Friday, September 29, 2006
Memories of America: Houston, March 2002
On September 11 2001 I was sitting at work in Aberdeen when the news of the attacks on the World Trade Centre suddenly started to emerge. The news went like wildfire around the large office where I worked and it seemed almost everybody was simultaneously trying to find out about it on the BBC news internet site. For a while information came through, but as we tried to reload the site for updates, eventually the BBC server and seemingly the rest of the internet ground to a halt. There was too much demand for information.
That was a terrible day. Somehow we were drawn to watch, and at the same time repelled by what we were seeing. How could anyone dream of doing a thing like that? For a day we watched, and perhaps for a part of the day after that, but then we turned off the television sets and refused to watch any more. It was too terrible, and we felt disgusted with ourselves. If someone had offered to show us a programme detailing exactly how the attacks had happened, we might even have refused to watch, unable to face the horror of it.
Seven months after the attacks, in March 2002, I travelled to Houston to attend a conference. I stayed in an upmarket hotel in the centre of Houston. Although I had visited America before, I was quite shocked by the fake oppulence of this hotel. In the foyer was a man playing a grand piano, only he was not playing, he was just paid to move his hands over the keys while the piano played itself. The inside of the hotel was one huge atrium chamber with glass-sided elevators going up the wall and rooms leading off balconies that went round the edge of the atrium. If it sounds nice, it wasn't. There was a total lack of privacy in terms of the coming-and-going from any given room in the hotel.
The first evening I had just got off a transatlantic flight and I ordered "sandwich and chips" to eat in my room. A black waiter brought the sandwich and crisps to my room. It was the most expensive sandwich I had ever eaten and, being slightly disappointed to receive crisps rather than chips, I tooked the sandwich, thanked the man and closed the door, not missing, as I did so, the look of absolute horror on his face.
When I asked an American colleague about the look on his face later, he explained that the waiter likely earned a pittance from his job and said that it was probably only worthwhile for him to do the work as a result of the tips he received. He went on to belittle me for not realising this, as if it was obvious. But for someone brought up in the UK it was not obvious. In America, it seemed, even when you had a job, your welfare could still depend on the charity of others...
Almost all the black people I saw in Houston were either driving beat up taxis, serving sandwiches or drifting drunk along the unkempt, dug up, unused sidewalks. The other minority (?) culture were Mexicans who seemed mainly to be building glass towerblocks, swinging around high up on makeshift-looking wooden scaffoldng, or mopping the floors of the marble paved underground walkways that are like a labyrinthe beneath Houston. At the conference I attended, a major petroleum conference, I realised about half way through the second day that among the thousands of delegates there did not seem to be a single person present who was not white.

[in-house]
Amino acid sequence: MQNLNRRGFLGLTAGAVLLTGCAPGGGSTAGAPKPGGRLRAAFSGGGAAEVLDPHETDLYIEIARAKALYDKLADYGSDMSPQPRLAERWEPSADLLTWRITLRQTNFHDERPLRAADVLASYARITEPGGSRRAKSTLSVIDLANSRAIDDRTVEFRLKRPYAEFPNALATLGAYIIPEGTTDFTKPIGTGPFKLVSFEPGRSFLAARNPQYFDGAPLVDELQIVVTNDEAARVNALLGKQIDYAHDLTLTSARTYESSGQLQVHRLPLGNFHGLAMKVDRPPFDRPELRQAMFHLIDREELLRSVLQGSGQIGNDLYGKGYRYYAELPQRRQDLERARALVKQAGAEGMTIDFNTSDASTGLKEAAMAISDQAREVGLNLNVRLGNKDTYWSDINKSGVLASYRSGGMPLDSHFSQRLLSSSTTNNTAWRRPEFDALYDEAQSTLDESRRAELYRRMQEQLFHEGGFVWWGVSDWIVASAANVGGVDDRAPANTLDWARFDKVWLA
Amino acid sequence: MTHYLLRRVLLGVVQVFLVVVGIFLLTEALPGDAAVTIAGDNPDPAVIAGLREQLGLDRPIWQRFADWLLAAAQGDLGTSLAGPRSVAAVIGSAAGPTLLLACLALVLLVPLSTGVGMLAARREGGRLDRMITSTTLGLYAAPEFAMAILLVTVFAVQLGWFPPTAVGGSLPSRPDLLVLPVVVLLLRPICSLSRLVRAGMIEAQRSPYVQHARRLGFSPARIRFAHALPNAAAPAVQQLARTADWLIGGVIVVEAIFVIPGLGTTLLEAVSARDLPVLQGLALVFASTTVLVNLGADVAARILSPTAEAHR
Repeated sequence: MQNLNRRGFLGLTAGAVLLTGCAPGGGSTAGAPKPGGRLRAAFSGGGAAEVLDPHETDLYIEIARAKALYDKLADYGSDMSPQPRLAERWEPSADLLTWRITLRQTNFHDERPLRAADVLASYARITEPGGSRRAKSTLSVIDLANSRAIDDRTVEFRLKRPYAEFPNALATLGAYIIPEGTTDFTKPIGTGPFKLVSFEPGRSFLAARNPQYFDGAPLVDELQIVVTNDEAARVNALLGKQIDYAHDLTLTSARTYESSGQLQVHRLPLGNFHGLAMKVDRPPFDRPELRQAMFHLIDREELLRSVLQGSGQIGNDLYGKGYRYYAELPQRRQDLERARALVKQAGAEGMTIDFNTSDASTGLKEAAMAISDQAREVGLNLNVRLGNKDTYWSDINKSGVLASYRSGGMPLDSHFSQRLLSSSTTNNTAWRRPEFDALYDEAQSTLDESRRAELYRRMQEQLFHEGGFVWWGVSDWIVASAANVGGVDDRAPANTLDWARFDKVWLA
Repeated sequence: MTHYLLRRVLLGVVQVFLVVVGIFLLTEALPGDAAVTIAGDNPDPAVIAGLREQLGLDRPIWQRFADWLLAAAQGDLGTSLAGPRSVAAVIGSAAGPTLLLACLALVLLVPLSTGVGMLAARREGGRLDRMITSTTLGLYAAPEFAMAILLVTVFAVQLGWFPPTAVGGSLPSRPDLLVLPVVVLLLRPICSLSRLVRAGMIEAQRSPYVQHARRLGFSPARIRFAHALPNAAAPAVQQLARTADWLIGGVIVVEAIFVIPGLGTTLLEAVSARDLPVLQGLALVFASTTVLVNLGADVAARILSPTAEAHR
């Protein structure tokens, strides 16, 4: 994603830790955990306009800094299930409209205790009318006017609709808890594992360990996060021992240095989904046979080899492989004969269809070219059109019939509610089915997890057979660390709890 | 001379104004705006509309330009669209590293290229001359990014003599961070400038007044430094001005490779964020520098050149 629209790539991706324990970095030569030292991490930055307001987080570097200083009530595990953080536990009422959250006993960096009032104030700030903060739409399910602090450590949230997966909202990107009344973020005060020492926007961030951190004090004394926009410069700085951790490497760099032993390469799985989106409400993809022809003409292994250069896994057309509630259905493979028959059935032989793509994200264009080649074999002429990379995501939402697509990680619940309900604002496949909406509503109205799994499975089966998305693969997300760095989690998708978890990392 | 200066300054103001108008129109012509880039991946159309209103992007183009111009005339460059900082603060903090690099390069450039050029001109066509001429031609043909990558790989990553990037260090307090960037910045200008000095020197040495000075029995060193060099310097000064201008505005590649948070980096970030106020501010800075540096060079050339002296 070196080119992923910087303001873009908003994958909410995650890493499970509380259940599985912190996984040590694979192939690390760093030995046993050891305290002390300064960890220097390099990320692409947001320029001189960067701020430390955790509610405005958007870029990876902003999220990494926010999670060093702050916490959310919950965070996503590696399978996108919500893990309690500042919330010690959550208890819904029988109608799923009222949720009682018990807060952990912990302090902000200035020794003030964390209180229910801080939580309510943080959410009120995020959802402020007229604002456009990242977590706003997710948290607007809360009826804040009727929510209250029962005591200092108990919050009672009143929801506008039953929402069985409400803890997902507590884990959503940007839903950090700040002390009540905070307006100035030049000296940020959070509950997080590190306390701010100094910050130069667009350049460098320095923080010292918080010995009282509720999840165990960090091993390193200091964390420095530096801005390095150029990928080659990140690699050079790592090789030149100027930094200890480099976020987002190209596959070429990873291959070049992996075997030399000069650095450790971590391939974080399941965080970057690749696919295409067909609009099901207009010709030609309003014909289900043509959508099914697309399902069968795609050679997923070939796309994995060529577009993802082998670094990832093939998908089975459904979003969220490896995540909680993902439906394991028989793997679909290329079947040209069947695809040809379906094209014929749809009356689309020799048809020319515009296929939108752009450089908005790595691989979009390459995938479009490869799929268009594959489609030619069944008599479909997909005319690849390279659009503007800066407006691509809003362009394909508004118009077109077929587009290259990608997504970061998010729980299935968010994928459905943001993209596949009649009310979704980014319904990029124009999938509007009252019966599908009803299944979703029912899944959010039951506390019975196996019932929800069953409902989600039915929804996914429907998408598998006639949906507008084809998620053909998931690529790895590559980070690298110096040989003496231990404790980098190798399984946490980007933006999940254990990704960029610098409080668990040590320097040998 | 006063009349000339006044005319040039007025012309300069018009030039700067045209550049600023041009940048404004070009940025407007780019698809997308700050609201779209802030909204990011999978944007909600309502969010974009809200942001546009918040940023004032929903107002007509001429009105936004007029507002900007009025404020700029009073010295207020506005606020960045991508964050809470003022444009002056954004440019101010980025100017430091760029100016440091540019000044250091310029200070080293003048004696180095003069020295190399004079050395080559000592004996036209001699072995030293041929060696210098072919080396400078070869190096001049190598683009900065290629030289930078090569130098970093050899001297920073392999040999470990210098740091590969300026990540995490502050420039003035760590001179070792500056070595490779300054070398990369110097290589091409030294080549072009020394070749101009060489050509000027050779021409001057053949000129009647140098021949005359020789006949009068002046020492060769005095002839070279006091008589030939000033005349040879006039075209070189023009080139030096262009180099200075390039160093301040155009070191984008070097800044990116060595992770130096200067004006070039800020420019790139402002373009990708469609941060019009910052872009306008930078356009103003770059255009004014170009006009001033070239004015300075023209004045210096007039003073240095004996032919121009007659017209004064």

My hotel room was dominated by a huge television. Really huge. When I turned it on it immediately began to spew news about the bombing of September 11th 2001 and the war that was then being waged in Afghanistan. The war that had started immediately after the September 11th attacks. I had watched American TV before on previous visits and knew how mundane it was with relentless weather reports and home news. But with all this coverage of September 11th seven months after the event, I quickly realised that this was not real news, but brainwashing propaganda.
And it was clear when you walked out on the street that the propaganda was working. One afternoon I decided to walk from the downtown area where all the glass skyscrapers are, to the park a few kilomtres away where there are a number of museums. It was one of the loneliest walks I have ever made. I met possibly two people on the way, one of whom was a drunk black man who sidled giddily towards me with arm outstretched moaning: "help me get home man". As I walked along the sunny, empty sidewalk I was passed by thousands of cars charging along the three lane roads on either side of me. Many of the vehicles were large pickups and I noticed that many of these were flying American stars and stripes pennants, or had large stars and stripes stickers on their bumpers.
Houston has a 'museum district' and the first museum I went into was the Museum of Fine Arts. If ever a museum was hijacked for the purposes of propaganda, this one was it. The then-current exhibition was of Texas Flags. There was also a show of photographs taken of the September 11th attacks. How could any of this count as 'fine art'? One of the exhibitions was of historical military memorabilia, the other was of photojournalism.